time is not the oppressor

What am I supposed to do with my hands? I put this forward as a real question.

I watch people’s hands. It is a ritual, and an intentional use of observational sight. The movements illuminate the thoughts of the mover. These actions which I watch incessantly in others become unknowable when faced with my own limbs. I am, regardless of situation, unsure of where to place my hands, or how to satisfy their restlessness.

I remember vividly my attending a theatre camp at age ten during which the instructor said, “Walk, with your hands to your sides. It feels strange, right? Now, watch this person walking with their hands at their sides. It looks like a natural behavior. When you see someone holding their arms, relaxed, to either side of their torso, it looks perfectly normal.” It was in that moment that I noticed the tendency of my own arms and hands to constantly be in motion. They spring up and fold and bend and stretch and twitch. They are desirous of a pattern, a pen, a situation in which they can twiddle and create and take in and move across a surface.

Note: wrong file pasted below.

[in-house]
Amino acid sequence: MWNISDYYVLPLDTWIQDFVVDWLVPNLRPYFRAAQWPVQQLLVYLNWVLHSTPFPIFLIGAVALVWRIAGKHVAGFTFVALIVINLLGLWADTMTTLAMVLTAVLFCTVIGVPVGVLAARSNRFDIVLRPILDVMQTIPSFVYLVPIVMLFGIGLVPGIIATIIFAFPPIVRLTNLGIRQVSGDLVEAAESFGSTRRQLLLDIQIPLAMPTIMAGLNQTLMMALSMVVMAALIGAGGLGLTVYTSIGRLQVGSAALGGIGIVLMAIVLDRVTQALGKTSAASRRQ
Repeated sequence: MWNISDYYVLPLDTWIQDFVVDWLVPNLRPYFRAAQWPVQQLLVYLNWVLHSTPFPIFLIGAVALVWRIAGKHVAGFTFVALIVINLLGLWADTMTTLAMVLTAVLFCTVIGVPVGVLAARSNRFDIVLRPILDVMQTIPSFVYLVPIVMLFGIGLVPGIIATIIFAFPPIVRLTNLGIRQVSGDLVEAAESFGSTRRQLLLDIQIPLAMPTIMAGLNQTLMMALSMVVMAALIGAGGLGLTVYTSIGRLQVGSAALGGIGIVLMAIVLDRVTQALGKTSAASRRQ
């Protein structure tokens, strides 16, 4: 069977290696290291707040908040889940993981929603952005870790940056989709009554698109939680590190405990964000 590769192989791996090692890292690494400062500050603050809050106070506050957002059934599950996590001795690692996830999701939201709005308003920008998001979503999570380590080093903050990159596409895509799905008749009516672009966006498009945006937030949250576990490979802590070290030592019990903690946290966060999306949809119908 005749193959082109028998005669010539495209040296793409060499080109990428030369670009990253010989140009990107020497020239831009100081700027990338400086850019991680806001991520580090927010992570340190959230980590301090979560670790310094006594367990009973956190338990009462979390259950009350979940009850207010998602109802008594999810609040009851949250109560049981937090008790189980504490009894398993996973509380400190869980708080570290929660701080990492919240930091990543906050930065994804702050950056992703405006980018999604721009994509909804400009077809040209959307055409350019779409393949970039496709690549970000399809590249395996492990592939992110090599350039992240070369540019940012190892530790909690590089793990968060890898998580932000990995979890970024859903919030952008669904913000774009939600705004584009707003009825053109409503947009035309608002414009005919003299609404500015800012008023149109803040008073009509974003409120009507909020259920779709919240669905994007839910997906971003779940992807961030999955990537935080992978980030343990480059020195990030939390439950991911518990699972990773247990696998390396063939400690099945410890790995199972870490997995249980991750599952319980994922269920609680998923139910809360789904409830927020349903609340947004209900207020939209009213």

A lot is asked of hands. During the day they are expected to be the interface and vehicle for books and oranges and forks and steering wheels and shoulders and doorknobs. They are asked to aid with articulation of a thought, or provide support by pressing into a wall or a stretch of grass. In the evening, hands can be found slinging cigarettes or beer cans or clasping other hands or a bit of paper. Later in the night, hands are asked to caress the thigh of the lover, or perhaps encircle a mug, and then, eventually, they are asked to cease their movement. Even as I begin sleep, my hands are unaware of the expectation of stillness. They must cling to the comforter or tap the bed frame or run in tight circles over one another. Why the incessant movement? Are my hands not satisfied with the climbing and the creation and the subtleties of texture? Is it not enough to be grasping the world?

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